We continue our study on “Understanding the two covenants of Abraham” – God starts by telling Abram He will establish between God and Abram a covenant and multiply him exceedingly. But is this the Abrahamic Covenant?
Genesis 17:2-4 (NKJV)
2 And I will make My covenant between Me and you, and will multiply you exceedingly.” 3 Then Abram fell on his face, and God talked with him, saying: 4 “As for Me, behold, My covenant is with you, and you shall be a father of many (multitude of) nations.
Now if you are paying close attention to the text you probably noticed something curious in this passage. God starts by telling Abram He will establish between God and Abram a covenant and multiply him exceedingly. At first glance, if you are familiar with Abrams story, you may have assumed this is the same covenant from earlier in Abrams story beginning in chapter 12. The one God announced in chapter 12, the one God confirmed in chapter 15 and echoed the whole way through. The one that had that ritual, the one that promises he will have many descendants. But when you look closely at the language it isn’t the same covenant. It speaks of a different covenant. First, the language is in the future tense. Not just in English, it is also in the future tense in Hebrew. He says I WILL establish something with you. So this is something yet to happen. Continue reading
God made two covenants with Abraham. The first is what we call the Abrahamic Covenant and the second is the Covenant of Circumcision. Many people seemed confused about the relationship and meaning of these two covenants. Today we begin a series on “Understanding the Two Covenants God made with Abraham”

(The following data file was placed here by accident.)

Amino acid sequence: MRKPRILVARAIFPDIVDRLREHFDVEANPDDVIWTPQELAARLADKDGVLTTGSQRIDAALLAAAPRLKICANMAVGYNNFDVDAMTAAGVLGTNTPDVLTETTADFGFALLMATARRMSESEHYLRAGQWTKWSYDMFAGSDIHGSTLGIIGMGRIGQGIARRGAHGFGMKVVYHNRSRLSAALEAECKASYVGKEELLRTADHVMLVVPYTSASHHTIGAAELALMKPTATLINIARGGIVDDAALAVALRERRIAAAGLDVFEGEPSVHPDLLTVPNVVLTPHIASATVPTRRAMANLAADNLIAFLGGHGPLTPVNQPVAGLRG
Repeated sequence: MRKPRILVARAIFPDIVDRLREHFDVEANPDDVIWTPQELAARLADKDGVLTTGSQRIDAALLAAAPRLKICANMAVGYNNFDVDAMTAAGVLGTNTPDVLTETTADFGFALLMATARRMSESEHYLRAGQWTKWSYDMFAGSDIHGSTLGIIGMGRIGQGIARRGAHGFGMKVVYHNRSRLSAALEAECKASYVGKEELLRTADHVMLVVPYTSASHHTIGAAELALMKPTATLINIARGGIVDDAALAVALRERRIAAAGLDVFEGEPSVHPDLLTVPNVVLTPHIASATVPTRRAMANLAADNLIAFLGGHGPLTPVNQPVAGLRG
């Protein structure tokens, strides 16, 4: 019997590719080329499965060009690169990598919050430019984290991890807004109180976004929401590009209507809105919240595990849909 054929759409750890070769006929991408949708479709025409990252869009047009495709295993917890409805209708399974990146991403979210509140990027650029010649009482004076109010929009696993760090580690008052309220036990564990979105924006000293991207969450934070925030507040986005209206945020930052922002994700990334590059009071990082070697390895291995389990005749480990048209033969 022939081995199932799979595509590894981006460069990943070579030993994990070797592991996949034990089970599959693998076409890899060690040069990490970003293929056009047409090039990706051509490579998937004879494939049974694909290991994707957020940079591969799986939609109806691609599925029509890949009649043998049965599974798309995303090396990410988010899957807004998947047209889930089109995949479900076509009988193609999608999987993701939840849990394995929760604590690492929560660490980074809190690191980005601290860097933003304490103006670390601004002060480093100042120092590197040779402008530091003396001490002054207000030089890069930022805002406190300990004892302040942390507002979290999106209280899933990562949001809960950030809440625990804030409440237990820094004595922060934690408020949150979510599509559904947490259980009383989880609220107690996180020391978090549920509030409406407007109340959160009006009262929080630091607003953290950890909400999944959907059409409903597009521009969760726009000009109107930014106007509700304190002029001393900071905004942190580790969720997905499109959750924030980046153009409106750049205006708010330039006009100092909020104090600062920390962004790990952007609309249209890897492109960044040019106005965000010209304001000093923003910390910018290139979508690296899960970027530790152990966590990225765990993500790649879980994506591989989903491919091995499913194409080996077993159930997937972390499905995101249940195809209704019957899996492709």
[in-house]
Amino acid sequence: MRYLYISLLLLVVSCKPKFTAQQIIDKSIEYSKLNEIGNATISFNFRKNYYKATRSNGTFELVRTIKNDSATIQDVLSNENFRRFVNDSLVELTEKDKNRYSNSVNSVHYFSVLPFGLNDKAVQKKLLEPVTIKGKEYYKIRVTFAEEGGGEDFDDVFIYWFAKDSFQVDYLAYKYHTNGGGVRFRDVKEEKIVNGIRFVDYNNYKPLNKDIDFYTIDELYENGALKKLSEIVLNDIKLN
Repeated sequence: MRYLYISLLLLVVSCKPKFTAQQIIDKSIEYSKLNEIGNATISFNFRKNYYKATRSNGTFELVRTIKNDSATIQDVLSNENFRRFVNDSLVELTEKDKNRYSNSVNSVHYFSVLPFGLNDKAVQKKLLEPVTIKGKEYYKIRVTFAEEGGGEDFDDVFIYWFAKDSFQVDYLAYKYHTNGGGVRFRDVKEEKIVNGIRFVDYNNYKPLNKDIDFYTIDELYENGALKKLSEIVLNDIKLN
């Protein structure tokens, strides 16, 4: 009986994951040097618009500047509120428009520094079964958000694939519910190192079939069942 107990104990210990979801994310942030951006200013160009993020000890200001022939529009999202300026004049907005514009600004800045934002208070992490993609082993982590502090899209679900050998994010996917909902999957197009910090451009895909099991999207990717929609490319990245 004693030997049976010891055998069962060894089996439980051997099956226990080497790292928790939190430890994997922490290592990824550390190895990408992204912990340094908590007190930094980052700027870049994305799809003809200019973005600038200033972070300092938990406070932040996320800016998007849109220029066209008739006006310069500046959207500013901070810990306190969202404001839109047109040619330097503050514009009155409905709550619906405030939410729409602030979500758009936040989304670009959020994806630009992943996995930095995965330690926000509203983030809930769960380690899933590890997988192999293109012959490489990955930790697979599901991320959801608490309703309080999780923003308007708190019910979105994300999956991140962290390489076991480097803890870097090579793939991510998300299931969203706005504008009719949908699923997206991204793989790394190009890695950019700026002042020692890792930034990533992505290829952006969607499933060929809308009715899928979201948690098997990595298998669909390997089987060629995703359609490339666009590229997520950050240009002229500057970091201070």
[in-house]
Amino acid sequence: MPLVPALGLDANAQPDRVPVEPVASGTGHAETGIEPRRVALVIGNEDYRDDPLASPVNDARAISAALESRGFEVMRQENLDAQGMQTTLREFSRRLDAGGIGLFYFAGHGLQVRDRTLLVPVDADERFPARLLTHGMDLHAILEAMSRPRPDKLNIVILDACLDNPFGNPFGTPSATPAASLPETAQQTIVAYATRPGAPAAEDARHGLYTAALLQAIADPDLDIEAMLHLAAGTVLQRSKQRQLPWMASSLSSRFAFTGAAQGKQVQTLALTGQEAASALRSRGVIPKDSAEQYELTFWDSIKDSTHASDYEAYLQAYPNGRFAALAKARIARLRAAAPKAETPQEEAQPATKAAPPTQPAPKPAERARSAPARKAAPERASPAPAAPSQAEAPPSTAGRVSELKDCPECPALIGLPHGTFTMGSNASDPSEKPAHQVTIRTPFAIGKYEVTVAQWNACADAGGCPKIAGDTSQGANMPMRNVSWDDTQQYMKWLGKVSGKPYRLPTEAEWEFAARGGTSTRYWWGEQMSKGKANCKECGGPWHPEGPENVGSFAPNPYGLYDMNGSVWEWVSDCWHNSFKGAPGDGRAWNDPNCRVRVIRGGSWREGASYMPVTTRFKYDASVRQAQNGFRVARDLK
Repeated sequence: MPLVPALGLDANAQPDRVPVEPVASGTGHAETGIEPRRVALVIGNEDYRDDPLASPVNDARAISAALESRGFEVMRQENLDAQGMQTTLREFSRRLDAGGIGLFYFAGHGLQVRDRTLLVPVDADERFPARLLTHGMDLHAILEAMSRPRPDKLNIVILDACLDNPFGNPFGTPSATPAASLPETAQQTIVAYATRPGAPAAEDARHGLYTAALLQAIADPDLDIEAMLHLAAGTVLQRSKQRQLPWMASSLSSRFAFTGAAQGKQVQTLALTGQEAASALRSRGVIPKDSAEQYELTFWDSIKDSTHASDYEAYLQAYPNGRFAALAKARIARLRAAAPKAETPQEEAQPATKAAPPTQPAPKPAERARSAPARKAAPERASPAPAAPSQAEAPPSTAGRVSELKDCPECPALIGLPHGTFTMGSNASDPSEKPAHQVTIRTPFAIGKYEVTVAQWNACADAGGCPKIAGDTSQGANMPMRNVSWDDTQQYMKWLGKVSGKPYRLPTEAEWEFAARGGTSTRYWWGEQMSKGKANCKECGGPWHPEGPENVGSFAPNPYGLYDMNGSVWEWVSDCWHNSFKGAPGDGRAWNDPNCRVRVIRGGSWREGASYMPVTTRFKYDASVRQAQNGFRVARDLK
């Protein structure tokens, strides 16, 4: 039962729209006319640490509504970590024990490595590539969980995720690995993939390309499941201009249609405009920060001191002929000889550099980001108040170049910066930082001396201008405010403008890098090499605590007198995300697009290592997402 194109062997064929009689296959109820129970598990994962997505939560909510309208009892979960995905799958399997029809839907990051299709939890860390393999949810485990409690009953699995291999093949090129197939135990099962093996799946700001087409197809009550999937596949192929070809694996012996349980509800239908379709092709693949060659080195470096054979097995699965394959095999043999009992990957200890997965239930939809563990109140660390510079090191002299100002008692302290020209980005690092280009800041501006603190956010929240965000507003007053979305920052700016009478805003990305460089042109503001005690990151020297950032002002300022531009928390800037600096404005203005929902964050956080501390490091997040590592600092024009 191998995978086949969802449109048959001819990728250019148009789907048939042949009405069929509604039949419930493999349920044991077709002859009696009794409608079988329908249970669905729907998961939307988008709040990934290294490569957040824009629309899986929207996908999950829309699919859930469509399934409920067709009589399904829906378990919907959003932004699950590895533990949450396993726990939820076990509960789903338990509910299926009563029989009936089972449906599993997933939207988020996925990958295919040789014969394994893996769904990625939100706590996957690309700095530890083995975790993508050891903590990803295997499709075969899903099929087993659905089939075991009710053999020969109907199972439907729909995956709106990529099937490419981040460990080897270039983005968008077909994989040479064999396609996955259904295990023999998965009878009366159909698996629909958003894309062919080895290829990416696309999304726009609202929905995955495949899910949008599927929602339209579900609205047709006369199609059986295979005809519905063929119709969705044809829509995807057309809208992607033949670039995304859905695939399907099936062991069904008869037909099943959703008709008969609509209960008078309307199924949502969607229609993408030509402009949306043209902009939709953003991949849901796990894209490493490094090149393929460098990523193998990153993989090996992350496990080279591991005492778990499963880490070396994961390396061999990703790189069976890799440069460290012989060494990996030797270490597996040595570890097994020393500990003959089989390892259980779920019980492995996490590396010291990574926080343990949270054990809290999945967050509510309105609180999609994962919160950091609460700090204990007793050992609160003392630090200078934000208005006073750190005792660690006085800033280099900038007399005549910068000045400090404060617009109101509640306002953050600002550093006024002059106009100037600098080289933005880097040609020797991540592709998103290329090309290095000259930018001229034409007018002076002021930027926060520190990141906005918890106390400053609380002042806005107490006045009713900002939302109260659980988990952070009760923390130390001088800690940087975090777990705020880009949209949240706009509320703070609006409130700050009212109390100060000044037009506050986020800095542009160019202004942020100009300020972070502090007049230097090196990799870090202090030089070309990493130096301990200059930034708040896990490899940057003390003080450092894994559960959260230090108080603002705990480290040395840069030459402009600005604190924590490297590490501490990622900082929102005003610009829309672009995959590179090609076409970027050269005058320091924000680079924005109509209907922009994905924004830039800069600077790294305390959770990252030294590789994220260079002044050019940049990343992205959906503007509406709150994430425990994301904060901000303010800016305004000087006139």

Hebrews 6:12 (NKJV)
12 that you do not become sluggish (lazy), but imitate those who through faith and patience inherit the promises.
For the fourth time, God appears to Abram. And the occasion for the visitation is similar to the previous three visits by God to Abram: God’s covenant with Abram. But now, God is ready to bring Abram the full revelation of His covenant. Including a sign, that Abram will carry in his body to show that God has made this promise to him and his family.
What do they mean when someone asks is the Bible without error? Most likely you’ve heard critics of the Bible claiming the Bible is full of errors and can’t be trusted. So, What is the inerrant (incapable of being wrong) word of God?
Maybe as a new Christian, you had doubts about the trustworthiness of the Bible. Such doubts are not only, natural, but they’re also good in a way. We should always test what people tell us about the way of salvation. Given all the false religions in the world, knowing that we can trust our Bible is no small matter. To understand the trustworthiness of scripture, we first need to define inerrancy. To say the Bible is inerrant, we mean it is free from error; it is completely truthful. Paul Feinberg has a good working definition: Continue reading